Washington Post Co. risks costing shareholders a 71 percent gain by keeping together its 134-year-old newspaper, Kaplan education business and broadcast and cable operations.
The company’s market capitalization slid to $2.5 billion from a record $9.5 billion in 2004 as newspaper advertising dwindled and Kaplan was ensnared in government investigations into student loan defaults at for-profit universities. Breaking Washington Post Co. into four companies may generate a combined value of $564 a share, a 71 percent increase to the stock’s average price in the last 20 days, according to data compiled by Bloomberg. The broadcasting and cable units alone would exceed the Washington-based company’s current value.
Under Chief Executive Officer Donald Graham, whose grandfather purchased the Washington Post newspaper in 1933, the Kaplan business became the biggest profit contributor as newspaper publishing started losing money. While Graham said he’s reluctant to sell any piece of the family-controlled company that counts Warren Buffett as its biggest outside investor, family-run McGraw-Hill Cos. said this month it will split its textbook publishing and financial ratings businesses.
“It’s clear that investors want management to explore options to unlock value,” Bradley Safalow, founder and CEO of independent research firm PAA Research in New York, said in a telephone interview. “But Don Graham has been making it clear that he will not break up his company or spin off a division.”
Buffett, the chairman and CEO of Omaha, Nebraska-based Berkshire Hathaway Inc., didn’t respond to requests for comment.
“If the company were broken up, the same shareholders would own the same businesses but with the additional expense of another board and another corporate management,” Graham, who’s also chairman, said in a phone interview. “I’m not commenting on whether your analysis is right or wrong, but the market tends to ultimately price companies at their real value.”
At Washington Post Co.’s meeting with shareholders Sept. 9, Graham, 66, referred to advice from Buffett and his late mother Katharine Graham, the former chairman and CEO, that the market will recognize value over time.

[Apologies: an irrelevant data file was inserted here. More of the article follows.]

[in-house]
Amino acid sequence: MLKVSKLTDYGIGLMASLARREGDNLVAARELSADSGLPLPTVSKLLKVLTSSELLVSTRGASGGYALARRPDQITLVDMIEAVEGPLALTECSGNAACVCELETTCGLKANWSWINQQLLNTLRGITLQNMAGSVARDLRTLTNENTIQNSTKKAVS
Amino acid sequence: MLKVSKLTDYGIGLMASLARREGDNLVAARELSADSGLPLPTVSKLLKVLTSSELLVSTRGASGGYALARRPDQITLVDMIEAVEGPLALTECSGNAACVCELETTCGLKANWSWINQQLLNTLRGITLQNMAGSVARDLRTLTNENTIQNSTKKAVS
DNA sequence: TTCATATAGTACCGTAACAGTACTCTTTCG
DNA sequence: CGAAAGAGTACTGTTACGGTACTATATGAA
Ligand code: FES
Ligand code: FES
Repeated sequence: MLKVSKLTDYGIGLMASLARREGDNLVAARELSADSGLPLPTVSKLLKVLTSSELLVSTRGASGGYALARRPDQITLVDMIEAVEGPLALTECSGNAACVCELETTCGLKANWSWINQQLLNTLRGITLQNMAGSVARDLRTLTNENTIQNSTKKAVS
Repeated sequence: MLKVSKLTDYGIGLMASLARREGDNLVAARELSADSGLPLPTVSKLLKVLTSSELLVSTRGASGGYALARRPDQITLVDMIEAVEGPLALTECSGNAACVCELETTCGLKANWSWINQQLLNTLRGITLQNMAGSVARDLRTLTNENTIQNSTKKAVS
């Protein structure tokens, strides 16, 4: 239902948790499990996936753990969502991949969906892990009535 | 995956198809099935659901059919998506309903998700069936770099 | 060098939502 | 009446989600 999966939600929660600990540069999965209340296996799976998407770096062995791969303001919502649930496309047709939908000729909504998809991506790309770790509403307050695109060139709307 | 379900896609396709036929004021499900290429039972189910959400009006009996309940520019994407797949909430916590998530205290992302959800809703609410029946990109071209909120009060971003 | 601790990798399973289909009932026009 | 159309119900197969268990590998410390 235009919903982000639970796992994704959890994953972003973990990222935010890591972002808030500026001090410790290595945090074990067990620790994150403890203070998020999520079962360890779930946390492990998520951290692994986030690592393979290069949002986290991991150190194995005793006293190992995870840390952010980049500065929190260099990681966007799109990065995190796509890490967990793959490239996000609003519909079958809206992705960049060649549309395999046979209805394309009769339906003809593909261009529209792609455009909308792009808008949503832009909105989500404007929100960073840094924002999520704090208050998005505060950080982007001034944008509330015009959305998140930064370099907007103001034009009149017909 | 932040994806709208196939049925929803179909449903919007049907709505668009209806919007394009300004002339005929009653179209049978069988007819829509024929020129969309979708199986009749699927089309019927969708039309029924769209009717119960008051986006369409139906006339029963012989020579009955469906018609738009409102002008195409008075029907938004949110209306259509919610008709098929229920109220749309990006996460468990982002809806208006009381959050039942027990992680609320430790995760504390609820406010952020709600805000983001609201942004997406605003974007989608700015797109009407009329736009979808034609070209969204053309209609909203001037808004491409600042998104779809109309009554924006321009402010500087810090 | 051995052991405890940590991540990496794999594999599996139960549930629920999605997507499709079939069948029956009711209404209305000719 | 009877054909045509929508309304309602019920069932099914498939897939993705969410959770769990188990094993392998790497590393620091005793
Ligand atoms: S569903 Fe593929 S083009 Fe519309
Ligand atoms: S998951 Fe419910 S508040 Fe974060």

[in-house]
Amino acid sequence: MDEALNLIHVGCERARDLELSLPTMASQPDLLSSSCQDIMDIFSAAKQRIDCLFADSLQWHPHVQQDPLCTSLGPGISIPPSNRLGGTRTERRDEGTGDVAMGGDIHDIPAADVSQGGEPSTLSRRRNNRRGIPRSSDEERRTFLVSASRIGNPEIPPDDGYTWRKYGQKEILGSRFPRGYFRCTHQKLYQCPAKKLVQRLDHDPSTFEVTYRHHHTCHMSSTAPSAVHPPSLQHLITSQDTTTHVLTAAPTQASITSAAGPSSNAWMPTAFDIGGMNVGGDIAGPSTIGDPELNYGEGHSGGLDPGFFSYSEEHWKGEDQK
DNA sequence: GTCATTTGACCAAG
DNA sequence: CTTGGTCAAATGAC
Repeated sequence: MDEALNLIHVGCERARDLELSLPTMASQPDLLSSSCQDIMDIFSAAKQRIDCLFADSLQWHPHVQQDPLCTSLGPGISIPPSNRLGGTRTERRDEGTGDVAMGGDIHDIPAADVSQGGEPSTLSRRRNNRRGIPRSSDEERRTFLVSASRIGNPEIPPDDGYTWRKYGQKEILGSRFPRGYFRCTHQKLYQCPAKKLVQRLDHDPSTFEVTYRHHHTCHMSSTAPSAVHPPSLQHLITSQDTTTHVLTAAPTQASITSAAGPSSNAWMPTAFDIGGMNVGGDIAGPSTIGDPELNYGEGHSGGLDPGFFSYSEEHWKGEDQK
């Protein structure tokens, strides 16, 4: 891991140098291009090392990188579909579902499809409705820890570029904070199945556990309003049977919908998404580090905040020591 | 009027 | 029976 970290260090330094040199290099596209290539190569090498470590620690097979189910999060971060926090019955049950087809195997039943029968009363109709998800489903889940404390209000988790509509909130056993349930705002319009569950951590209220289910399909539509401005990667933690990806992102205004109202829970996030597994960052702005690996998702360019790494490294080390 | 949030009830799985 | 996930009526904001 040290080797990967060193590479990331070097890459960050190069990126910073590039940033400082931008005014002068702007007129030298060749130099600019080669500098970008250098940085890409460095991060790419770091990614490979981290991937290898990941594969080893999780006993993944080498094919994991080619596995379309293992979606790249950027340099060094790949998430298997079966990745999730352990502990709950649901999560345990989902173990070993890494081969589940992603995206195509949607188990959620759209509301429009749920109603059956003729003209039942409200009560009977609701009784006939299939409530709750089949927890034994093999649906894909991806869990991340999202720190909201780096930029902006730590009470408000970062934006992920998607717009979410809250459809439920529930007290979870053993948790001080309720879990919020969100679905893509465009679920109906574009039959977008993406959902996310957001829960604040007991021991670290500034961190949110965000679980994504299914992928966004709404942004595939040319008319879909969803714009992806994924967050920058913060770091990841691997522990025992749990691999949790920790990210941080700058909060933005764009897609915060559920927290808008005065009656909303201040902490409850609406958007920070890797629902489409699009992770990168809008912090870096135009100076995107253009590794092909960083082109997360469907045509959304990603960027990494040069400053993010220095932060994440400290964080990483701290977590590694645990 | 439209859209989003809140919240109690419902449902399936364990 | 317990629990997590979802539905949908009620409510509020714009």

“We are exceptionally reluctant to sell any business,” Graham said at the meeting. “We would only contemplate it if a business is losing money and you can’t see a way out or if labor relations are terrible. That is quoting Warren, not quoting me. Warren also says Berkshire -- and I would have to adopt this for the Post Co. -- does not play what he calls gin rummy management in which you discard a business at every turn to try to do something with the stock price.”
Buffett, 81, has been a shareholder in Washington Post Co. since 1973 and stepped down from the board in May. While Berkshire is the company’s largest outside investor, Buffett signed the voting power of his Class B shares over to Graham to vote as he chooses. Graham controls the vote for 85 percent of the Class A shares, which elect 70 percent of the board.
Once worth $9.5 billion, Washington Post Co. had bolstered profit with cash from the flagship newspaper, which uncovered the Watergate scandal in the 1970s, and with the purchase of Kaplan centers that provide test preparation and higher education. Since the market value peaked in 2004, the government has sought increasing regulations aimed at for-profit education companies, and advertising and circulation revenue across the newspaper industry has dwindled as readers moved online. Its market capitalization has since plunged 74 percent.
Discount to Sales
While revenue rose in eight of the past nine years, net income in the same period peaked in 2004 at $333 million. The company is now trading at a 42 percent discount to its revenue, a cheaper price-to-sales ratio than 89 percent of U.S. cable, newspaper, television and education companies with market values greater than $500 million, data compiled by Bloomberg show.
Washington Post Co.’s four units would have a combined equity value of almost $4.5 billion if broken apart, according to data compiled by Bloomberg that applies rivals’ operating cash flow multiples to the respective businesses. That would equate to a combined $564 a share, 71 percent higher than the stock’s 20-day trading average prior to today of $330.04.
Washington Post Co. shares rose $8.70, or 2.8 percent, to $323.84 today.
Cable One, which delivers digital cable-TV, Internet and phone services, would be Washington Post Co.’s most valuable unit on a standalone basis at about $2 billion, including net cash. With the company’s six local TV stations worth an estimated $950 million, the two operations’ combined enterprise value would be higher than Washington Post Co.’s $2.3 billion in equity and net cash, the data show.